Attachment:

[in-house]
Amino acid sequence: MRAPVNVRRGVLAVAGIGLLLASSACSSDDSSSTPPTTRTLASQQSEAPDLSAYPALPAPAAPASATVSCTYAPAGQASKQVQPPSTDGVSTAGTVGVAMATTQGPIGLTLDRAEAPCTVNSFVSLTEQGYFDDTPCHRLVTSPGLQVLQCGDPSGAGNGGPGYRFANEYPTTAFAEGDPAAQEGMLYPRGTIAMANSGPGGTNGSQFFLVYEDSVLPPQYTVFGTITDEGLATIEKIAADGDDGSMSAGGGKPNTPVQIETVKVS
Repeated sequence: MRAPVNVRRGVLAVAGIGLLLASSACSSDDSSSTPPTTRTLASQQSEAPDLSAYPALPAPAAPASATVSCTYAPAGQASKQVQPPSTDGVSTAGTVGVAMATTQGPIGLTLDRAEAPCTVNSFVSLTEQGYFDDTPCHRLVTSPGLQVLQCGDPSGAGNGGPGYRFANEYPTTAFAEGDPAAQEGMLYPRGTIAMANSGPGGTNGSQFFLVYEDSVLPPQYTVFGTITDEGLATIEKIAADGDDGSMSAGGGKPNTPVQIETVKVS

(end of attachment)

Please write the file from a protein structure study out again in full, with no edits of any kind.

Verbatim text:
[in-house]
Amino acid sequence: MRAPVNVRRGVLAVAGIGLLLASSACSSDDSSSTPPTTRTLASQQSEAPDLSAYPALPAPAAPASATVSCTYAPAGQASKQVQPPSTDGVSTAGTVGVAMATTQGPIGLTLDRAEAPCTVNSFVSLTEQGYFDDTPCHRLVTSPGLQVLQCGDPSGAGNGGPGYRFANEYPTTAFAEGDPAAQEGMLYPRGTIAMANSGPGGTNGSQFFLVYEDSVLPPQYTVFGTITDEGLATIEKIAADGDDGSMSAGGGKPNTPVQIETVKVS
Repeated sequence: MRAPVNVRRGVLAVAGIGLLLASSACSSDDSSSTPPTTRTLASQQSEAPDLSAYPALPAPAAPASATVSCTYAPAGQASKQVQPPSTDGVSTAGTVGVAMATTQGPIGLTLDRAEAPCTVNSFVSLTEQGYFDDTPCHRLVTSPGLQVLQCGDPSGAGNGGPGYRFANEYPTTAFAEGDPAAQEGMLYPRGTIAMANSGPGGTNGSQFFLVYEDSVLPPQYTVFGTITDEGLATIEKIAADGDDGSMSAGGGKPNTPVQIETVKVS